Alan Dale

Alan Dale

Age
76 (passed away Apr. 20th, 2002)
Birthday
Jul. 9th, 1925
Born in
Brooklyn, New York, USA
Height

Alan Dale's Main TV Roles

Show Character(s)
Sing It Again TV Show
Sing It Again
 

Main Movie Roles

Guest TV Roles

[none found]



BIOGRAPHY:

The man many consider to have possessed the greatest voice EVER in popular music, Alan Dale's career spanned three decades and 16 record labels. At age 17 he was a big-band vocalist; first with Carmen Cavallaro, then George Paxton. In 1948 he achieved stardom via CBS's musical quiz show "Sing it Again" (this is the program referred to in the James Stewart film "Pot O' Gold"). His own Alan Dale Show (Dumont and CBS) was the FIRST television program kinescoped for showing in other parts of the country. By 1951, Dale was one of the hottest singers around. Then fate dealt him a terrible blow. Overwork, combined with unhappy events in his private life, aggravated an ulcer condition, and Alan collapsed during one of his live TV shows. By the time he had recovered his health he had lost all of his shows. His climb back began with old friend Bob Thiele, then A&R chief of Coral Records. Previously, Thiele had produced many of Alan's hits, and proceeded to do so again with: OH, MARIE; I'M SORRY; CHERRY PINK; SWEET AND GENTLE; ROCKIN' THE CHA CHA. The success of the latter led to Dale's starring in the 1957 film "DON'T KNOCK THE ROCK." Unfortunately, the dark and seamy side of show business eventually caused Alan to become disillusioned (for the candid details read his autobiography "THE SPIDER AND THE MARIONETTES") and, quite deliberately, he gradually faded from the spotlight. Which is our loss, because ALAN DALE was one of the very best (Mel Torme mentioned him in his book "My Singing Teachers"), and he deserves to be rediscovered, just as Tony Bennett has been.


TRIVIA:
  • In 1955 Alan Dale was approached by producers who were planning a film on the life of legendary crooner Russ Columbo, who was a major romantic idol in the early 1930s. Columbo was in the midst of a well publicized romance with Carole Lombard (which her studio was said to be strongly against) when he was killed in a bizarre shooting "accident" at the age of 26. Alan Dale's voice had a quality reminiscent of the ill-fated singer's, and in view of the dramatic facts of Columbo's life, a picture about him seemed a good bet. For some unknown reason the project never materialized.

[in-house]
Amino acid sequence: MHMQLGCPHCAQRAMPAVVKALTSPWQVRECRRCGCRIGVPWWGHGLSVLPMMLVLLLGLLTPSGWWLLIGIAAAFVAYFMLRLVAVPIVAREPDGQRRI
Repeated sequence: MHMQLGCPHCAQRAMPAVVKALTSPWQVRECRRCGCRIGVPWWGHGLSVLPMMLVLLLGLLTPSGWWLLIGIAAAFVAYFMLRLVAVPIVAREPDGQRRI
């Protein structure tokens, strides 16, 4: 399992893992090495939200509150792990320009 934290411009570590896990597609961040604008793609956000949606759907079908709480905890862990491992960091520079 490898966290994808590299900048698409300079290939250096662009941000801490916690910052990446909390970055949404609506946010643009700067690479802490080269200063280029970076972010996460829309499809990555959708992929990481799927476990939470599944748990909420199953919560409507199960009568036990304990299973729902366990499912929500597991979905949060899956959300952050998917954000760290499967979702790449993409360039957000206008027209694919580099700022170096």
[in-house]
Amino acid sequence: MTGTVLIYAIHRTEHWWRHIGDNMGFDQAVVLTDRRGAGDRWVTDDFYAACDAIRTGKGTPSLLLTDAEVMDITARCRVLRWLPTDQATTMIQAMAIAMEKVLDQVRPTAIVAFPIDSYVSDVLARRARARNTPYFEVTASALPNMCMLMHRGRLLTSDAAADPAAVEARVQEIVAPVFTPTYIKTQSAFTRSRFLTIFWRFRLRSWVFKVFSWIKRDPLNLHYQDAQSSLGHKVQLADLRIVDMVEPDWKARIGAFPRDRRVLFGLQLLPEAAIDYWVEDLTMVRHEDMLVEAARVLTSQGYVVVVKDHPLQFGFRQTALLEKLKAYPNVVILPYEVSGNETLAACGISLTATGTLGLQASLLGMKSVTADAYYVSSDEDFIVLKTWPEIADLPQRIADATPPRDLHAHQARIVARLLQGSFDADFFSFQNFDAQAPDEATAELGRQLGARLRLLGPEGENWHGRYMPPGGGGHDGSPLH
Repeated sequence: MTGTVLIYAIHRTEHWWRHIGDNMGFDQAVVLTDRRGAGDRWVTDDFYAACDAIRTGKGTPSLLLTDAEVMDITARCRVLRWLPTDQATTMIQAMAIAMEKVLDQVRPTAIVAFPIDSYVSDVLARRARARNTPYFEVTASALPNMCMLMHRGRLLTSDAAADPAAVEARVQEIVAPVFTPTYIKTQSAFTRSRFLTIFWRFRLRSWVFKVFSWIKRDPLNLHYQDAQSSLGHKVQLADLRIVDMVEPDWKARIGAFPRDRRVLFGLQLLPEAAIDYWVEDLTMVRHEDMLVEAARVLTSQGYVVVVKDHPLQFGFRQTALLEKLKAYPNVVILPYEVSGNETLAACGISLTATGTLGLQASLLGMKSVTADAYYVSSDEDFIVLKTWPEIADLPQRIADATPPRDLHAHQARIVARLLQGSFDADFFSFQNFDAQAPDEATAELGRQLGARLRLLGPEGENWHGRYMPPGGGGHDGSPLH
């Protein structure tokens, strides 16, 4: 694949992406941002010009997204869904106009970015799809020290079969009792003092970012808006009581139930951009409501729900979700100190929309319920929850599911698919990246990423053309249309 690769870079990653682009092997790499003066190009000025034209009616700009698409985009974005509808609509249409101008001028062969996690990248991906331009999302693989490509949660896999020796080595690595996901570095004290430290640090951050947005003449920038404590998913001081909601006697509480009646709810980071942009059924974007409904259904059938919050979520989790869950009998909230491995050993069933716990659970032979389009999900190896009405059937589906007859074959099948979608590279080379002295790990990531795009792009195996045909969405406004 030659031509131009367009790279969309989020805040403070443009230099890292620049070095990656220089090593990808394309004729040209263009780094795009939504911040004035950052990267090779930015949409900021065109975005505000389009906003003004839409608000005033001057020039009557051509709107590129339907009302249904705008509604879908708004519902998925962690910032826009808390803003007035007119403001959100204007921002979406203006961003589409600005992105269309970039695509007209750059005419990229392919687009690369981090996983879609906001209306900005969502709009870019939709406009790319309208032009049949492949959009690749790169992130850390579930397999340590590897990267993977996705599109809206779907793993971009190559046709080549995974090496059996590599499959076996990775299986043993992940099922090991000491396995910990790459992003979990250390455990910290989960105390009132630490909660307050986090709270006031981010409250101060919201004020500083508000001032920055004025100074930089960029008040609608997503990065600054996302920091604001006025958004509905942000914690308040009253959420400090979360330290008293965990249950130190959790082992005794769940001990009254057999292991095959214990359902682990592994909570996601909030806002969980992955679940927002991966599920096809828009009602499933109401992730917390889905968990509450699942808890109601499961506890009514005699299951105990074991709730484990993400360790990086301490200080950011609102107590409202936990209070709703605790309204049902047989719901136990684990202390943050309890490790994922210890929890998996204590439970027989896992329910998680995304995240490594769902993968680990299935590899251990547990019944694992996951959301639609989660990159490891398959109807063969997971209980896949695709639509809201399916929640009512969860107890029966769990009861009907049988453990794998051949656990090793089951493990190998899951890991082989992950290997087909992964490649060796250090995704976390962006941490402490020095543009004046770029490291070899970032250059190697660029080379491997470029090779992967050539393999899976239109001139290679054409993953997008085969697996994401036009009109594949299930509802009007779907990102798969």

• In 1953, gossip columns reported that Universal Pictures was floating the idea of teaming Alan Dale with his pal Buddy Hackett, as their studio's answer to Paramount's box office sensations, Martin and Lewis. Nothing came of the idea because Alan preferred to remain a solo act.
  • In the late 50s, Alan appeared in a lead role in a completed film, which starred ex-boxer Peter Savage (who also directed), Jane Russell, Carleton Carpenter, Betty Bruce, Rocky Graziano. It was never released to theaters, but it has been reportedly shown on TV. Original title was The Honorable Frauds.
  • Alan Dale also wrote "Anatomy of Rebellion", a sociological tract on problems in the country.
  • Started his career at age 9 when he ran up on stage to sing when open invitation to audience was offered.
  • Graduate of Brooklyn's Lafayette High School and long-time resident of Sheepshead Bay, Bklyn.
  • Alan Dale also appeared in an off-Broadway version of the film 'Susan Slept Here'. He played the hero.
  • One of Alan Dale's great allies was the record producer (and husband of singer Teresa Brewer) Bob Thiele. In his book, "What a Wonderful World: A Lifetime of Recordings", Thiele writes admiringly about Dale, and offers his thoery of why Alan's career crashed. He said that Alan was adamant in refusing to accept "help" from mobsters --- who not only owned a large number of nightclubs, but also influenced record sales (through their control of the juke box industry, etc). Thiele lists several other Italian singers who had hit records partly due to mob influence. Dale was not only stubbornly independent, he was daringly outspoken in his disrespect toward these would-be mentors. Thiele claims that the 1960 incident at the Latin Quarter nightclub was no accident [After performing at a benefit, Dale was attacked by an unknown assailant, and sent hurtling through Latin Quarter's plate-glass window. Fortunately, Dale's reflexes were quick; he raised his hands over his face, and thus was spared more serious injury]. But this headlined incident sent a message to all the other nightclubs: To avoid trouble, stay away from Alan Dale.


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